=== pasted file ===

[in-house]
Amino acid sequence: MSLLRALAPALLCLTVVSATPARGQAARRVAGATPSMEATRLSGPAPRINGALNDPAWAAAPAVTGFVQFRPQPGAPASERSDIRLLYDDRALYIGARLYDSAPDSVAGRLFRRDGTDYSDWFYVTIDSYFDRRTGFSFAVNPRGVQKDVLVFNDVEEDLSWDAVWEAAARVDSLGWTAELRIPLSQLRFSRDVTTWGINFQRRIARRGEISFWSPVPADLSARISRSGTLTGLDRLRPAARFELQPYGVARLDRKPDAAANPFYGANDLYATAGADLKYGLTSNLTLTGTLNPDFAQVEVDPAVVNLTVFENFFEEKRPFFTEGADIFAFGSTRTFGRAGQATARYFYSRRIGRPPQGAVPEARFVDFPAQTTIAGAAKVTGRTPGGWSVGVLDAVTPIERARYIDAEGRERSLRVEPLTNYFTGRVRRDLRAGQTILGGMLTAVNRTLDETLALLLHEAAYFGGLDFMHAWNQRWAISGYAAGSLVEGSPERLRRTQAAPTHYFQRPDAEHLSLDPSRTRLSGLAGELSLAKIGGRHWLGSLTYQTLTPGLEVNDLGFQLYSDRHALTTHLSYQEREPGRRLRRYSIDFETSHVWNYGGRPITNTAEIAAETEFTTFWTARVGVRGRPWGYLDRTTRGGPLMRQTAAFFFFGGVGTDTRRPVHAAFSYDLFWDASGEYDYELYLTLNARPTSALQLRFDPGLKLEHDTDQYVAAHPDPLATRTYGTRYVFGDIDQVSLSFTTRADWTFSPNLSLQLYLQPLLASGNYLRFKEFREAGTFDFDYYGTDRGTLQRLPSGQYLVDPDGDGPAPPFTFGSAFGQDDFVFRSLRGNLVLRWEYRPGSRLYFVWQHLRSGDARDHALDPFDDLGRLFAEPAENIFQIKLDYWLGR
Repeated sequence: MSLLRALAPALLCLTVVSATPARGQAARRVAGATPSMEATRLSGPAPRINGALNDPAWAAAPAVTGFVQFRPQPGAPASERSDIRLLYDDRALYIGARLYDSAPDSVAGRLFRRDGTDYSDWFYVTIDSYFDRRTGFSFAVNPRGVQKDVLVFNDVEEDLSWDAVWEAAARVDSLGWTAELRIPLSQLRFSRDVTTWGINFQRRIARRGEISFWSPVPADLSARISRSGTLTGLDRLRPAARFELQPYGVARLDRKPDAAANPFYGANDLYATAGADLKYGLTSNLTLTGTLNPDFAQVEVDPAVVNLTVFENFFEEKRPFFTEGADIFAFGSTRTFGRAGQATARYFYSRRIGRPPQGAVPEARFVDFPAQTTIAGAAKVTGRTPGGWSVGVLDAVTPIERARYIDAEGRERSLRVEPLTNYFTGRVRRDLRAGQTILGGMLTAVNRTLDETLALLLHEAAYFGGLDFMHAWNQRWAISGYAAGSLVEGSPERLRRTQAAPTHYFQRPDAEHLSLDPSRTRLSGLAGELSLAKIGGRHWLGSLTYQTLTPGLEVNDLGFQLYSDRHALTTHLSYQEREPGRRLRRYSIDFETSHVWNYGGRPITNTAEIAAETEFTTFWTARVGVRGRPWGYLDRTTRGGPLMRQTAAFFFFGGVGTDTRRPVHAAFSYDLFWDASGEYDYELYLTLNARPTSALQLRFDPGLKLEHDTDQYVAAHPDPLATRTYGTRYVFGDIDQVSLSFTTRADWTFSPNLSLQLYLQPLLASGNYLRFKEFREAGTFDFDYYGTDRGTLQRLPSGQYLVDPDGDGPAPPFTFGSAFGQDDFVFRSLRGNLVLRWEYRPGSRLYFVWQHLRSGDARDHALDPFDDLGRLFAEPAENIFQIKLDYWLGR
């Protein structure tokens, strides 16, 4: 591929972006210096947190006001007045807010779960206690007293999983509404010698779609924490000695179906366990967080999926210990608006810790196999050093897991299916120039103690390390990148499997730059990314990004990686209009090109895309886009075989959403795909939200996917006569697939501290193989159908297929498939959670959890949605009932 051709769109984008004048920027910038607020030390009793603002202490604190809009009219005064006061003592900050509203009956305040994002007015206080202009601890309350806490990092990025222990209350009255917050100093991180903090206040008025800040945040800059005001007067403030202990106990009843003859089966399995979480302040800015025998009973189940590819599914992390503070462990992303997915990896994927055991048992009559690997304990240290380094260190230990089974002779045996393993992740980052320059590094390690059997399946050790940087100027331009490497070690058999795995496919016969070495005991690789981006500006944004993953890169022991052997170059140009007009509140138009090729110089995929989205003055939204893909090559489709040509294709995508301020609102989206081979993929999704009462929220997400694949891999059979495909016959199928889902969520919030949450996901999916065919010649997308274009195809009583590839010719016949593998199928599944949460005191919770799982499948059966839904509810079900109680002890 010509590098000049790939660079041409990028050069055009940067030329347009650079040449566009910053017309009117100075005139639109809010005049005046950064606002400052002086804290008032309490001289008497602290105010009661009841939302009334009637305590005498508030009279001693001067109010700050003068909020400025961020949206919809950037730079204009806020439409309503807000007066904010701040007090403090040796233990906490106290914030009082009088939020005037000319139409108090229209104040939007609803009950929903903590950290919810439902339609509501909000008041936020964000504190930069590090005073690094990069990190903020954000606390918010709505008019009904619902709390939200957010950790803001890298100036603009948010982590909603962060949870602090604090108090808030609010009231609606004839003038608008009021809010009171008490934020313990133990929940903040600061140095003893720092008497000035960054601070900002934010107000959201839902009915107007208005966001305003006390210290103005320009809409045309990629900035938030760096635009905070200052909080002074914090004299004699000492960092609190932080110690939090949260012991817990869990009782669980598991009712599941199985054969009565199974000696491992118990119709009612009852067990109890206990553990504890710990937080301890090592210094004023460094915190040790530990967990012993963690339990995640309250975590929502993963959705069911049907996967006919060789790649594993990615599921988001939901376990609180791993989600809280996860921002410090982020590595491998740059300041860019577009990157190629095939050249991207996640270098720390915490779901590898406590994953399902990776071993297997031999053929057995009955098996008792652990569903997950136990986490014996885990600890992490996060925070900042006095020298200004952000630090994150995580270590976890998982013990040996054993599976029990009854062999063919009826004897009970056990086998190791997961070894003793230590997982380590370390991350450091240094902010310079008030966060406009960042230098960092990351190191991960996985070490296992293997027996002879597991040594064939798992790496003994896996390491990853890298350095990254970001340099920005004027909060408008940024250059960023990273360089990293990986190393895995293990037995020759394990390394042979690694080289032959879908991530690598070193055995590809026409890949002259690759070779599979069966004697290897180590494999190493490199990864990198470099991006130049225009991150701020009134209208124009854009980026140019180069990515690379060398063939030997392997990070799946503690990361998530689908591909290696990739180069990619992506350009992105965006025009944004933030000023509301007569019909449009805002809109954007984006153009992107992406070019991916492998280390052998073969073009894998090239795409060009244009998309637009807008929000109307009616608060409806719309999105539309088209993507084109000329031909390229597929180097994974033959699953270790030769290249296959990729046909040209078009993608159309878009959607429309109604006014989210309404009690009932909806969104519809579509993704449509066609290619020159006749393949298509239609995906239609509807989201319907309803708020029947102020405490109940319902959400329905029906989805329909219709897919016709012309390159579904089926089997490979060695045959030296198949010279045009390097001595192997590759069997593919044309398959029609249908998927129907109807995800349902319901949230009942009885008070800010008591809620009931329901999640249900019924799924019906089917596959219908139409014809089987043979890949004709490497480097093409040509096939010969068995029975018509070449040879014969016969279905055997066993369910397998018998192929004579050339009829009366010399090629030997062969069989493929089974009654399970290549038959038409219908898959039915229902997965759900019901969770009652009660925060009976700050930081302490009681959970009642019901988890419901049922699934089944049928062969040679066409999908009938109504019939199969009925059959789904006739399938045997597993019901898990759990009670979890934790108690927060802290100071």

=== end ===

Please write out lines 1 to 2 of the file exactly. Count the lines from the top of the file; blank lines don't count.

[in-house]
Amino acid sequence: MSLLRALAPALLCLTVVSATPARGQAARRVAGATPSMEATRLSGPAPRINGALNDPAWAAAPAVTGFVQFRPQPGAPASERSDIRLLYDDRALYIGARLYDSAPDSVAGRLFRRDGTDYSDWFYVTIDSYFDRRTGFSFAVNPRGVQKDVLVFNDVEEDLSWDAVWEAAARVDSLGWTAELRIPLSQLRFSRDVTTWGINFQRRIARRGEISFWSPVPADLSARISRSGTLTGLDRLRPAARFELQPYGVARLDRKPDAAANPFYGANDLYATAGADLKYGLTSNLTLTGTLNPDFAQVEVDPAVVNLTVFENFFEEKRPFFTEGADIFAFGSTRTFGRAGQATARYFYSRRIGRPPQGAVPEARFVDFPAQTTIAGAAKVTGRTPGGWSVGVLDAVTPIERARYIDAEGRERSLRVEPLTNYFTGRVRRDLRAGQTILGGMLTAVNRTLDETLALLLHEAAYFGGLDFMHAWNQRWAISGYAAGSLVEGSPERLRRTQAAPTHYFQRPDAEHLSLDPSRTRLSGLAGELSLAKIGGRHWLGSLTYQTLTPGLEVNDLGFQLYSDRHALTTHLSYQEREPGRRLRRYSIDFETSHVWNYGGRPITNTAEIAAETEFTTFWTARVGVRGRPWGYLDRTTRGGPLMRQTAAFFFFGGVGTDTRRPVHAAFSYDLFWDASGEYDYELYLTLNARPTSALQLRFDPGLKLEHDTDQYVAAHPDPLATRTYGTRYVFGDIDQVSLSFTTRADWTFSPNLSLQLYLQPLLASGNYLRFKEFREAGTFDFDYYGTDRGTLQRLPSGQYLVDPDGDGPAPPFTFGSAFGQDDFVFRSLRGNLVLRWEYRPGSRLYFVWQHLRSGDARDHALDPFDDLGRLFAEPAENIFQIKLDYWLGR